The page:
The next stage will be to meet with the client for a comprehensive briefing meeting. We will walk through the plans room by room to find out who’s going to be living in the house, how rooms will be used, what the client’s ideas are, their design aesthetic, and what the practical requirements are.

Our philosophy is to be collaborative. We want to be part of the team, and so we dovetail in behind the architect.
"In order for us to deliver effectively, we need to work backwards from those timelines and know that we are prioritising the selection of fittings and finishes in line with that programme as well as the allocated budget."

AP: How does Trinity Interior Design work with builders on a project?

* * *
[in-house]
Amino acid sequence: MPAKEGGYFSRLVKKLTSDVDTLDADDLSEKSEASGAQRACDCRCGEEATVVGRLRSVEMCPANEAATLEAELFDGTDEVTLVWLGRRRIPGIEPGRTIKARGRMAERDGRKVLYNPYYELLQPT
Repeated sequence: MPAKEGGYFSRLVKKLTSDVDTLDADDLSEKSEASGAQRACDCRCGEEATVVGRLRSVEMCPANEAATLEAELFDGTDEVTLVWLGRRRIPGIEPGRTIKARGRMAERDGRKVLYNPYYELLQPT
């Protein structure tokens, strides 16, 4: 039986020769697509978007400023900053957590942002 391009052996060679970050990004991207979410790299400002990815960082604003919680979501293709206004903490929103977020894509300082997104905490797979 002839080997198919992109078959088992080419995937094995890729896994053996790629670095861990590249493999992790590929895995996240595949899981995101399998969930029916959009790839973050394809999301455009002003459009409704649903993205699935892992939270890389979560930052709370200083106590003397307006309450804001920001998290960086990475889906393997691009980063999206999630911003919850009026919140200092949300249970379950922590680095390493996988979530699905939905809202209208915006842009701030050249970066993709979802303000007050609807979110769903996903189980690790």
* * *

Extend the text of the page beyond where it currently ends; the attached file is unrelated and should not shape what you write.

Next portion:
NM: Before the process of selecting finishes and furnishings, which is a very layered approach, we engage with the builder to understand the building programme. This is one of the key things – the building programme and the QS (cost allocation) of the project. In order for us to deliver effectively, we need to work backwards from those timelines and know that we are prioritising the selection of fittings and finishes in line with that programme as well as the allocated budget.

For example, key decisions need to have been made before a slab goes down – so again, we’re asking those questions and providing that information up front. We want to provide the build team with as much information before starting and be ahead of their schedule to mitigate any delays due to decisions not being made or materials not being available.

Before the process of selecting finishes and furnishings, which is a very layered approach, we engage with the builder to understand the building programme.